Good positivity:

Exhibit A:

This was a hard day, but I saw a double rainbow!

(I did see this double rainbow and look how she dazzles)

Exhibit B:

I will see my friends again. I will dance in a room that is not in my home again.

Exhibit C:

If I had not had to spend this time at home, I would not have learned to walk or cycle such long distances: I would not have learned to forgive Chichester. I would still have blamed it for things that are not its fault.

All very lovely and sentimental.

Here is an example of bAD PosITIvItY:

Nothing bad ever happens, I should only ever see the positive in every situation. It is wrong to ever let bad feelings overtake.

So if people could stop setting such an unhealthy example by doing positivity badly, this would be divine x

What I am reading:

Stolen by Lucy Christopher. I first read this when I was a teenager, and to this day it is one of my favourites. I have a strange obsession with books that document kidnappings and the power/sexual dynamics between the kidnapped girl her thief (The Collector and Lolita being two of my favourite novels). Stolen is especially interesting because it is structured as a “letter to my captor”.

If you like beautiful and complex characters and enjoy feeling frustrated at how there is sometimes no right answer to anything I would thoroughly recommend.

Shoutout to my little neighbours who gave me the flower for my hair whilst telling me that vegans who go to the beach are sea-gans.

I am also reading Anthony Doerr’s The Shell Collector: short stories that generally recount the protagonists’ relationships, with an interweaving narrative linking them with elements of nature. Some of the stories hint at magic realism, which I love. My favourite short story so far is called So Many Chances, and is about a young girl’s relationship with her parents when they move to a new seaside town, as she learns to fish. A lot more interesting than I have made it sound, I promise.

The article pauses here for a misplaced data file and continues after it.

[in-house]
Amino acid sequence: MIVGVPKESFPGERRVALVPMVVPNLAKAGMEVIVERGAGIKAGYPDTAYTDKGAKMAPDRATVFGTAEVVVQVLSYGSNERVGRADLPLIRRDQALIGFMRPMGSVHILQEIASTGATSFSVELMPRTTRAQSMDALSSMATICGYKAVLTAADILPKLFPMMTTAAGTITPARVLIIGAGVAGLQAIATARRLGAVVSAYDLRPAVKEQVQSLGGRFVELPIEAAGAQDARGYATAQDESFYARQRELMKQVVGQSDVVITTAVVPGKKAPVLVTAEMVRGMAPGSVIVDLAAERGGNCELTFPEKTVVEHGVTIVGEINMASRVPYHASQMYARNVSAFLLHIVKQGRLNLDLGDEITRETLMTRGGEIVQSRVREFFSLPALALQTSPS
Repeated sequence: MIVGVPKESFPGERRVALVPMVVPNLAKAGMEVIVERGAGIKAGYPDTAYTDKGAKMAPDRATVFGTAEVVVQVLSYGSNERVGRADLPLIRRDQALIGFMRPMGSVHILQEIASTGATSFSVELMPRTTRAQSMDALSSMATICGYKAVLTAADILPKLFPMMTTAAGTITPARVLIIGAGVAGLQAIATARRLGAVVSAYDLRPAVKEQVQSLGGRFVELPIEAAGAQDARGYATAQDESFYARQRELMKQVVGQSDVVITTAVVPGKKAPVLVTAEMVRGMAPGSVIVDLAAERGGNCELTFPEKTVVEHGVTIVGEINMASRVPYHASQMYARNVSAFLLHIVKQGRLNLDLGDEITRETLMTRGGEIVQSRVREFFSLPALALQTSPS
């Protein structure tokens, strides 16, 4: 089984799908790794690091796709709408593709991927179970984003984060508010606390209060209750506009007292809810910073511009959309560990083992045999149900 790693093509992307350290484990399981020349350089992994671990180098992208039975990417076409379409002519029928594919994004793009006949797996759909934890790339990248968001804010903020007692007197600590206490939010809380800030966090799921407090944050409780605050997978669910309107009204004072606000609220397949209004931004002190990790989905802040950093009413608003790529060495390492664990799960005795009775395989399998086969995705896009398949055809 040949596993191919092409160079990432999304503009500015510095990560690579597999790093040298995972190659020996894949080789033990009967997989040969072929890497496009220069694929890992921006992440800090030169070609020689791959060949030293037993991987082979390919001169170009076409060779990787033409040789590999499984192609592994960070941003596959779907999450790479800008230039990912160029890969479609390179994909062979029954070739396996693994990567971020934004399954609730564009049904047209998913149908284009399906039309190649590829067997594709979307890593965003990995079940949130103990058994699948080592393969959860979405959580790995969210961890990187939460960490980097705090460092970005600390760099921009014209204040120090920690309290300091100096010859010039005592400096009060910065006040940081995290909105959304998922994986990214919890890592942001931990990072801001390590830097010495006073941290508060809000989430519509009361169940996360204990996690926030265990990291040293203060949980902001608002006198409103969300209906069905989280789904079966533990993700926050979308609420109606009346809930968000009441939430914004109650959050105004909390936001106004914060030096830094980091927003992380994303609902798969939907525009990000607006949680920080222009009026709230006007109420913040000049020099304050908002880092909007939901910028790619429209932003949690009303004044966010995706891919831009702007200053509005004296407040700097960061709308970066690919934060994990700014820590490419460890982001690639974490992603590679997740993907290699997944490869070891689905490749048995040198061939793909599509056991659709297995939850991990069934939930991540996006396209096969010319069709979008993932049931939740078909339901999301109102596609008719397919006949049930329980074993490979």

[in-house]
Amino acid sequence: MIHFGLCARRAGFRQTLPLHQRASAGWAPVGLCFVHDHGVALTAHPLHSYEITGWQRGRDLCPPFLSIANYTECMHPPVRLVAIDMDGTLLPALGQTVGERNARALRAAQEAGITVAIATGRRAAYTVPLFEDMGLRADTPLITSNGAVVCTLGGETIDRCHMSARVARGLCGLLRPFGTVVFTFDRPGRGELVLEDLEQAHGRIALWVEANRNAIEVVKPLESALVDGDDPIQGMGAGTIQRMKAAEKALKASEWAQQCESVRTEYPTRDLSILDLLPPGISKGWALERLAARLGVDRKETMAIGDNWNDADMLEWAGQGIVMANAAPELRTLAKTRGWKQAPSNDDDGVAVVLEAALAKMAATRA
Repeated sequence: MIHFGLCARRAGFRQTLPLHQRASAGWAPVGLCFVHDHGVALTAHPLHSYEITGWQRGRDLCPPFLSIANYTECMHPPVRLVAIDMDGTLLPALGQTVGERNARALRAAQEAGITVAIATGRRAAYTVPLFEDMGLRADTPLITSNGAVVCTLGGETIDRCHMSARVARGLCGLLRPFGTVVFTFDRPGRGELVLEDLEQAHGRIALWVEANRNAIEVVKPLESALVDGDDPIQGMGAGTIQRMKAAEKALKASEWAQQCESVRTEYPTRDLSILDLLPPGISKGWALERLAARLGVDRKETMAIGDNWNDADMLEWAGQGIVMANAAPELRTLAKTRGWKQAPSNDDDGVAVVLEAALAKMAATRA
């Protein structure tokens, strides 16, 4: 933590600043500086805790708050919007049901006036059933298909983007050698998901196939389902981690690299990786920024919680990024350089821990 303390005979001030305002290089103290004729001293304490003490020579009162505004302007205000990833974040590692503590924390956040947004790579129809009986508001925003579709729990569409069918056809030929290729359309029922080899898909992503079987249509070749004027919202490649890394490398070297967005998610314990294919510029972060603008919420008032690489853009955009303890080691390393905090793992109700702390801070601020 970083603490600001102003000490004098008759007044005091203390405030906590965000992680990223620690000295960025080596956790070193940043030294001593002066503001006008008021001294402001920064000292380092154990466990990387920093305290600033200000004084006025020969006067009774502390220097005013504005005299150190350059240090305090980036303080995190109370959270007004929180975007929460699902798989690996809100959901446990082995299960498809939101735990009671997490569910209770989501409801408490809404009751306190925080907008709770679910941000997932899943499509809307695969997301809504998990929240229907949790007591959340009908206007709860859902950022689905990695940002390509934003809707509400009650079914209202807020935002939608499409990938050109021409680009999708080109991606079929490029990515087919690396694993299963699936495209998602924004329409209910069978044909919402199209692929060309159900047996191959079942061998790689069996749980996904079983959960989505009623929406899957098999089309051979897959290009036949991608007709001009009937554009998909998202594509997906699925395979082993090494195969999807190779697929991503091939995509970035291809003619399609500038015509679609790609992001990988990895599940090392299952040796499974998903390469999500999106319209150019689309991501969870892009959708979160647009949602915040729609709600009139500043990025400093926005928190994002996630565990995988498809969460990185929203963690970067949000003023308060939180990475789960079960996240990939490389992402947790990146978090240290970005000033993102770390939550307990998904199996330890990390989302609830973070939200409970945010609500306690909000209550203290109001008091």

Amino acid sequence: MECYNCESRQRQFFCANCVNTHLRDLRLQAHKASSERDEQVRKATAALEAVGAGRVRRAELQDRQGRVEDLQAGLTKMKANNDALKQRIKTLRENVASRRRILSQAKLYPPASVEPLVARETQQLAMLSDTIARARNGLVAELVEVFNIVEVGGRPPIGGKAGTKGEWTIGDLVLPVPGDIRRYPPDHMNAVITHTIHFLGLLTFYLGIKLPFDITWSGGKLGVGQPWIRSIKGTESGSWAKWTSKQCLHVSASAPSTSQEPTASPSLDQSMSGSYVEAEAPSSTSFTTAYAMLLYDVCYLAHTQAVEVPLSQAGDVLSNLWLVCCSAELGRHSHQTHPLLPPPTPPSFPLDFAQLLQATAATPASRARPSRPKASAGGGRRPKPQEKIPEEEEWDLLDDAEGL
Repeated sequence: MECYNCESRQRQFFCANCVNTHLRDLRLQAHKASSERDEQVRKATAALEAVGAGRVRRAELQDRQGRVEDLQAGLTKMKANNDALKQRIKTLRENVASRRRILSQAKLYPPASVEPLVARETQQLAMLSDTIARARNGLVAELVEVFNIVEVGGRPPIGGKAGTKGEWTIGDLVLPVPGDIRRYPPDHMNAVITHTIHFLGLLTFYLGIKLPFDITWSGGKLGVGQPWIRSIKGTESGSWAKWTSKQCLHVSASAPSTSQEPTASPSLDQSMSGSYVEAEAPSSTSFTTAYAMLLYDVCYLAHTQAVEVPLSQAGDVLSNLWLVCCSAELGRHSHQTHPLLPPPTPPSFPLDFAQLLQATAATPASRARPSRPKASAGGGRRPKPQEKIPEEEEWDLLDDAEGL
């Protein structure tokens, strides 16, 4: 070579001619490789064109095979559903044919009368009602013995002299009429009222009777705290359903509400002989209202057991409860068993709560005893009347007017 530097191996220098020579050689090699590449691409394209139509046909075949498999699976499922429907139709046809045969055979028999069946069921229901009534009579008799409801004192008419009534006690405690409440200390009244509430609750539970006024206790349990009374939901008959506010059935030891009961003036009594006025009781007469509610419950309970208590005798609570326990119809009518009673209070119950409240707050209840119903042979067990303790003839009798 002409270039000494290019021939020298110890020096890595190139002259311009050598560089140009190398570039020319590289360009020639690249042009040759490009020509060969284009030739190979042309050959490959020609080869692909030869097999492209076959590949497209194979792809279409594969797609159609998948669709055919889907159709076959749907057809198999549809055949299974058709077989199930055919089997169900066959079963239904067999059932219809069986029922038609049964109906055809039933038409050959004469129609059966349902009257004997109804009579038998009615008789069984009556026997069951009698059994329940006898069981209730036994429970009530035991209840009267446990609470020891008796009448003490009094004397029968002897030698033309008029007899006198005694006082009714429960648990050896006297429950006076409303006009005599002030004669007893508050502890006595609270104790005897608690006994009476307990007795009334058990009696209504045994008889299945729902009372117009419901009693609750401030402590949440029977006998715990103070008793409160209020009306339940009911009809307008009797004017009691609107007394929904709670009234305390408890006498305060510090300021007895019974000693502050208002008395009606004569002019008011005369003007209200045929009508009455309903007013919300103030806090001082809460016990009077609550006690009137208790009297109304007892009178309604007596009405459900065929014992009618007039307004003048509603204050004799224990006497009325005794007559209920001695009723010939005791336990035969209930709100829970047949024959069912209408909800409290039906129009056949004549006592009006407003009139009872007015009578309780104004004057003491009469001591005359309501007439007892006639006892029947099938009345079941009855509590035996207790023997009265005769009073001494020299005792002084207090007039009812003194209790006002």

What I am watching:

Along with 90% of Gen Zs in lockdown, I have binged Normal People. It is good but I tire a bit of watching the protagonists argue then have sex in different locations (I never read the book in anticipation of my propensity to find that theme boring).

Also, I am watching Crashing, the less popular younger sibling of Phoebe Waller-Bridge’s (wait, who?) Fleabag. Crashing is actually extremely funny and well observed and probably gets less credit than it deserves because it lives in Fleabag’s shadow.

New Discoveries

1. ‘Yoga with Adrian’ is slightly sickly sweet, but a great free online resource: I enjoy her mindfulness meditations and her dog.

Here is the meditation that I do in the mornings when I am not feeling too fidgety.

2. This poetry podcast: the poem about ‘sharpness’ is a gorgeous articulation of the lived experience of many women.


3. A tiny amount of coffee in a large amount of coconut milk. Coffee makes me skittish and shaky; coffee milkshakes don’t! Praised be x

Love from Mia xxxx